The book presents three ways of determining your ability scores, the standard Strength, Dexterity, Intelligence, Wisdom, Constitution and Charisma that have been part of the game since the very beginning. Either roll 4d6 six times discarding the lowest roll each time, then assign the results as you wish, assign 15, 14, 13, 12, 10 and 8, or use a points system (which caps ability scores to 15). The only way you can have an ability score of more than 15 is to roll them randomly. There are also racial bonuses; each race gets +2 for two specific scores, while humans get +1 to all six, and scores also increase as the character advances in levels.
Races include the old-school dwarves, elves, halflings and half-orcs, but also the later additions dragonborn and tieflings. Classes include the traditional fighters, rogues and wizards and clerics alongside newer ones such as barbarians and warlocks. There are no restrictions on combinations of race and class; anyone can be anything. Indeed, the illustration for the paladin class depicts a half-orc.
All classes now have sub-classes, and a few “classic” classes, such as Assassin and Illusionist have been folded into them. In many cases you don’t need to choose your sub-class until you’ve gone up a couple of levels, which is the point where many of the more powerful class-based abilities appear.
Backgrounds are a new addition, layered on top of classes and races; they’re far more just flavour, granting significant mechanical benefits including additional skills on top of those you get from your class and race. The list is a little limited, and I can imagine later supplements adding a lot more of these; it’s the sort of thing than can add a lot of setting flavour.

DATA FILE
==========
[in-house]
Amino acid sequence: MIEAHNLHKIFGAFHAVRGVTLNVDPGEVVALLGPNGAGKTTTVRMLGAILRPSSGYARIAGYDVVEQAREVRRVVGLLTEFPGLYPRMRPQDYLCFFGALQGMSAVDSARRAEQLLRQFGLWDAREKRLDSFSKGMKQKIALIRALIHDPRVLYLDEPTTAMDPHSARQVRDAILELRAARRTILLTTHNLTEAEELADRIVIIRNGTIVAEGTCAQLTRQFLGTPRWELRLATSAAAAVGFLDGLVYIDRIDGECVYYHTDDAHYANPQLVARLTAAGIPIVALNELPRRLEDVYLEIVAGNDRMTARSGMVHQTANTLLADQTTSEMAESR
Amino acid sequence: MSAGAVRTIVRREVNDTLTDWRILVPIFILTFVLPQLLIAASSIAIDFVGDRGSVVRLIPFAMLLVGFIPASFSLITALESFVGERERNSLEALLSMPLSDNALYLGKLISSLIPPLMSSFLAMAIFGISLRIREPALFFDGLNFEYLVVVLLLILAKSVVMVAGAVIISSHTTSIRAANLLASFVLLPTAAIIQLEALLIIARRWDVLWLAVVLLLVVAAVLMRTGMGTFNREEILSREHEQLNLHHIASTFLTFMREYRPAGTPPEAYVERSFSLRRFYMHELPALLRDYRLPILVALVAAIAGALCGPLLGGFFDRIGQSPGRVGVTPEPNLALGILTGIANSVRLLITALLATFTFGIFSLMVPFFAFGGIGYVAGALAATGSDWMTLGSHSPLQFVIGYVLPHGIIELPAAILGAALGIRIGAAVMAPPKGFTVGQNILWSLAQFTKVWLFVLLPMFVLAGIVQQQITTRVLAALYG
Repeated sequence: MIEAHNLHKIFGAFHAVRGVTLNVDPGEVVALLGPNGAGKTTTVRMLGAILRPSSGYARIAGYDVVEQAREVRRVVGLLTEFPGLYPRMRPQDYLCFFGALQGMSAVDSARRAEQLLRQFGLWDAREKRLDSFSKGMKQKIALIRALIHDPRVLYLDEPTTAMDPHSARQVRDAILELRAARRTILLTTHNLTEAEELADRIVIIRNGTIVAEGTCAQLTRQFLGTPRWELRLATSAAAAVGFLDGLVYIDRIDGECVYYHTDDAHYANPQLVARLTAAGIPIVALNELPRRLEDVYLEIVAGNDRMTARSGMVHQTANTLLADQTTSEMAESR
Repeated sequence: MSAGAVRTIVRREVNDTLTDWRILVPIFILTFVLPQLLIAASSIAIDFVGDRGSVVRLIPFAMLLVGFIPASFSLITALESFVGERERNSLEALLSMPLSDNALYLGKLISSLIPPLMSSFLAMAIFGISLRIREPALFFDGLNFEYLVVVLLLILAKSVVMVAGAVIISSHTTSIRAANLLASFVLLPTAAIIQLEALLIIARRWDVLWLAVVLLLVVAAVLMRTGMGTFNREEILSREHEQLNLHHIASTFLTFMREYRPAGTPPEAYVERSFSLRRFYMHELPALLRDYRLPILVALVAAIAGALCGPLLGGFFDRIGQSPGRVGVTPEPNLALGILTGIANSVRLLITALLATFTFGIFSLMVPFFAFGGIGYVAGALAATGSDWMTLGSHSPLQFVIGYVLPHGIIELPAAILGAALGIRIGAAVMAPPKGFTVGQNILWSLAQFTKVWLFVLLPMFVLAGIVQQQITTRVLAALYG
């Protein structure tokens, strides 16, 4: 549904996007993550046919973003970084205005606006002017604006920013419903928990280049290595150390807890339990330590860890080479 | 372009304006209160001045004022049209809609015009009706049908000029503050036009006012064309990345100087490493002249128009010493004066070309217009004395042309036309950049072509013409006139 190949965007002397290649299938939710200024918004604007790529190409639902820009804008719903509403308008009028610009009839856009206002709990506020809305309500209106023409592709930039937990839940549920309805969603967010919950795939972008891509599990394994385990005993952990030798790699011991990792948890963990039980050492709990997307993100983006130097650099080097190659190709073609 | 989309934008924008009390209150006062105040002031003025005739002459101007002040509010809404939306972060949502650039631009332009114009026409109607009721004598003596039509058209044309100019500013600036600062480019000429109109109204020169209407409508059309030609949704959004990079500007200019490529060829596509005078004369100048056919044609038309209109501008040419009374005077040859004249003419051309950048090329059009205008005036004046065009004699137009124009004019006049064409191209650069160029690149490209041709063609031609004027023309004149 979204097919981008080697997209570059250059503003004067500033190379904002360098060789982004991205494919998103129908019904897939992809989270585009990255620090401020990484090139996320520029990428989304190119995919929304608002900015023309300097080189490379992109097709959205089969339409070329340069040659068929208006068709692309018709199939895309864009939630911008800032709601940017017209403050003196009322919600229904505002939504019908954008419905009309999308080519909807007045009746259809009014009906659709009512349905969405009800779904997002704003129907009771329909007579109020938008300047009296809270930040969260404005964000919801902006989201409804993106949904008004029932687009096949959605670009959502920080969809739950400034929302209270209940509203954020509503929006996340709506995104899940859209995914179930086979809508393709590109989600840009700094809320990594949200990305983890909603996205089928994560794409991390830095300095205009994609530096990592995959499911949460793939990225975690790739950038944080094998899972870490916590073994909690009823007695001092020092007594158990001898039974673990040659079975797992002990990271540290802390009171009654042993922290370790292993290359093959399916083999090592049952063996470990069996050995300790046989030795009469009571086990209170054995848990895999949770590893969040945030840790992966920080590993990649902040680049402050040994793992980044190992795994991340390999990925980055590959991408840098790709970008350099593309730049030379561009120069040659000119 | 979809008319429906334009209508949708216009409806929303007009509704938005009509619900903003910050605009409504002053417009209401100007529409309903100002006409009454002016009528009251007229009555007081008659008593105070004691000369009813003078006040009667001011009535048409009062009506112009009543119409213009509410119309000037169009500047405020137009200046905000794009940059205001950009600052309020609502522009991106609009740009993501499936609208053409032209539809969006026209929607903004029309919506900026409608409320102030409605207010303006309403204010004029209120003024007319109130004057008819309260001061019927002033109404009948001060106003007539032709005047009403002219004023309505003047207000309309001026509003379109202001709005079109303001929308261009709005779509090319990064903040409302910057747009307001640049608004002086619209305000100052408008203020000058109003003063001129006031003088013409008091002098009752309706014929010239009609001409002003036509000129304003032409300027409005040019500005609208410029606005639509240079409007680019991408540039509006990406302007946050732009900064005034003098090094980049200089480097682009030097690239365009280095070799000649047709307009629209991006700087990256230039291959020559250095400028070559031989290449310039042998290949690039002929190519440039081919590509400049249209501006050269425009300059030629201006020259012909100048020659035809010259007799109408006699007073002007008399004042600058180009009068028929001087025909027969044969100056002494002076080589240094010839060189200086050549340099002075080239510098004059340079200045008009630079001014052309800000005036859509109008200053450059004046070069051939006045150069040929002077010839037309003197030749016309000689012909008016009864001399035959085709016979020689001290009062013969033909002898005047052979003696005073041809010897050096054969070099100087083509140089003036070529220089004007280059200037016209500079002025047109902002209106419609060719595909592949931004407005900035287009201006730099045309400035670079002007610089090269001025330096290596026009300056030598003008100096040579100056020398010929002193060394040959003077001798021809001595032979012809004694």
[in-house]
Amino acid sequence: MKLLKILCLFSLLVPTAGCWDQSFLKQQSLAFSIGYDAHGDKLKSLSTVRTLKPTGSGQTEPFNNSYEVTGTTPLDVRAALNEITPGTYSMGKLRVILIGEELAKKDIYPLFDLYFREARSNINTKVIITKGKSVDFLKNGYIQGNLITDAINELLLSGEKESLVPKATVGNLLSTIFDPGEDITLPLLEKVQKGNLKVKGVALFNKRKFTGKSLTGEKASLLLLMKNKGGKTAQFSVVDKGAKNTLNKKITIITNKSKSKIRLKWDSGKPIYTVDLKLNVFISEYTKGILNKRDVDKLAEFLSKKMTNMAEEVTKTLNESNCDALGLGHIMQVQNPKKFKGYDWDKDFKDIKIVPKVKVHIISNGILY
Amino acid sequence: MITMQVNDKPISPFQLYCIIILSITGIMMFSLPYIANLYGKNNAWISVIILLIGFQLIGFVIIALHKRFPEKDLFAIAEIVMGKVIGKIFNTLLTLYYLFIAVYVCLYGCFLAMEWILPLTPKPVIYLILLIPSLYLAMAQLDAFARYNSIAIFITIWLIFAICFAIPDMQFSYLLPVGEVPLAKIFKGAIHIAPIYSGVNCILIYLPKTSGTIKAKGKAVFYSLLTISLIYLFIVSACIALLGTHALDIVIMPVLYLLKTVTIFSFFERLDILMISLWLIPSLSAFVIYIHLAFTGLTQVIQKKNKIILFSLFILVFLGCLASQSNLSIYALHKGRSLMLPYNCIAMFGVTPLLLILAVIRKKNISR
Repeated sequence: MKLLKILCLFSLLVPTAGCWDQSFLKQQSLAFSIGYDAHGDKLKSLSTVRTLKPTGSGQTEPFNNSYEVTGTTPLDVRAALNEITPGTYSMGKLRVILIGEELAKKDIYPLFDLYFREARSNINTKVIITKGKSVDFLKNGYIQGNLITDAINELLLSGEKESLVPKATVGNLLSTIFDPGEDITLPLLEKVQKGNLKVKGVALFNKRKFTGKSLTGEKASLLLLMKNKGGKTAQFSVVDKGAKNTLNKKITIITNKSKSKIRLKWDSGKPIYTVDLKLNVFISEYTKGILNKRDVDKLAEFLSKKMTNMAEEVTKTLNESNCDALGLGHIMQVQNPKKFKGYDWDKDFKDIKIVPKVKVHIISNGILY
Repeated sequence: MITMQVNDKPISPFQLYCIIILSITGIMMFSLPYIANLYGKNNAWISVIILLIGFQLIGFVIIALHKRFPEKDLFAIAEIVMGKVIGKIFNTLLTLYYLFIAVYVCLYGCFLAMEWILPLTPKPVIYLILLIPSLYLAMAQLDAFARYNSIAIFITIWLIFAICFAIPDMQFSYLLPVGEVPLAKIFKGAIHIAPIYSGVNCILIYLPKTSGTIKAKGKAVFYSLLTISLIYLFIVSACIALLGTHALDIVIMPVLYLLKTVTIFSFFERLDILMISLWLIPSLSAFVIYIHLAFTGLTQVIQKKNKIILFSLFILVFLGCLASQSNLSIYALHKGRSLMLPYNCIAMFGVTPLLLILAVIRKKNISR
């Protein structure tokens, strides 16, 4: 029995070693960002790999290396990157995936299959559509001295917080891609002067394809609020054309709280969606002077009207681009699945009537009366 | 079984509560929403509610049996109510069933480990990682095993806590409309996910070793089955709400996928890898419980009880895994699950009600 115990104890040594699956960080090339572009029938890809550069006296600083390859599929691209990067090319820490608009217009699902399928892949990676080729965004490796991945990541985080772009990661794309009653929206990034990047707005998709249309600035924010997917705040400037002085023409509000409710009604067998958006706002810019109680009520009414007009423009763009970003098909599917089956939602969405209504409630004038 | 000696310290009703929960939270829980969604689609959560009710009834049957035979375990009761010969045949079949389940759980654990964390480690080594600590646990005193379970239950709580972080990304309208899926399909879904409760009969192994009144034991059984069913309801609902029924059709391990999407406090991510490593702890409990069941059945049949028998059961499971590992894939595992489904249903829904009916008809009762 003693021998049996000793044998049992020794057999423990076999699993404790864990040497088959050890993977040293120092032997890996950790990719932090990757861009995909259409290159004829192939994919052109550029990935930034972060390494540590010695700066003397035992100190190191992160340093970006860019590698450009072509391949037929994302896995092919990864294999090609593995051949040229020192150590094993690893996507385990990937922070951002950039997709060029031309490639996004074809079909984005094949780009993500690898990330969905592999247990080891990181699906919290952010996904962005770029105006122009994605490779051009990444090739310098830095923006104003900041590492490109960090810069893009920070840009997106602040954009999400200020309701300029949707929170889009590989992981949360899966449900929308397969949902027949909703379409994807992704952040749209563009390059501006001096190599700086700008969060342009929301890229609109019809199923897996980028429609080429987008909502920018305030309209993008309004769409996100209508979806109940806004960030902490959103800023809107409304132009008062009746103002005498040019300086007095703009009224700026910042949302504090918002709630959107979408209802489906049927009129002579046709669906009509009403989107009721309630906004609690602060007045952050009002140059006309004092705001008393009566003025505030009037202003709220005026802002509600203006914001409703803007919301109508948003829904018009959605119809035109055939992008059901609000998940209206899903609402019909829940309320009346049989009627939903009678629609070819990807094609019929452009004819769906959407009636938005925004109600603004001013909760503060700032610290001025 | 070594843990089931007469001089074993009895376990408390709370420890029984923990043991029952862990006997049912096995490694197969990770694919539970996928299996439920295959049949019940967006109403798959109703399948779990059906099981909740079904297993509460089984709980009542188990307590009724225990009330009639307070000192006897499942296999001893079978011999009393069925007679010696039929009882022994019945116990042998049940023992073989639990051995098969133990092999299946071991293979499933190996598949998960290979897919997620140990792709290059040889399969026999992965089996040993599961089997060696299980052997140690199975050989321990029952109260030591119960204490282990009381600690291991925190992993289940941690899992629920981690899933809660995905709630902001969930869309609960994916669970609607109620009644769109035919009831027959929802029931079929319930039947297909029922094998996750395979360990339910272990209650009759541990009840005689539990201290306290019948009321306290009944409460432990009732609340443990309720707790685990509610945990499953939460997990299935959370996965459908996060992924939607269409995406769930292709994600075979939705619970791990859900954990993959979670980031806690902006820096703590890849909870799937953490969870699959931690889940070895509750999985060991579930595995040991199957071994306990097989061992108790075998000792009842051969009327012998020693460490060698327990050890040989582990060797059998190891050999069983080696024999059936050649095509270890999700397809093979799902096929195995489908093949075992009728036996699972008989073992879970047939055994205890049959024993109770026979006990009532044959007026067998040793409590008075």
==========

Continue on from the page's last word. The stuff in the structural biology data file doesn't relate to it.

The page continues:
Skills themselves have been greatly simplified. Rather than having levels in individual skills, either you have the skill or you don’t. If you have the skill, you get to add your proficiency bonus (which depends on your level) to ability rolls. Rogues are an exception, being skill specialists they get double their proficiency bonus to some but not all of their skills.
Proficiency bonuses go up quite slowly, so ability scores themselves are a lot more important in this edition. Saving throws are also renamed, instead of the Reflex, Will and Fortitude saves it’s simply Dexterity, Wisdom and Constitution saves.
Feats are now optional, and presented as an alternative to attribute level rises on gaining levels. Gone are the lengthy pre-requisite trees, instead each feat is stand-alone and relatively potent. Feats grant special powers, significant bonuses or in one or two cases abilities from other classes. They’re all intended to be character-defining features. Feats include things like “Tavern Brawler”, which grants +1 to Strength and Constitution, proficiency in improvised weapons and some bonuses in unarmed combat. Or “War Caster”, which improves your ability to cast spells in the middle of combat.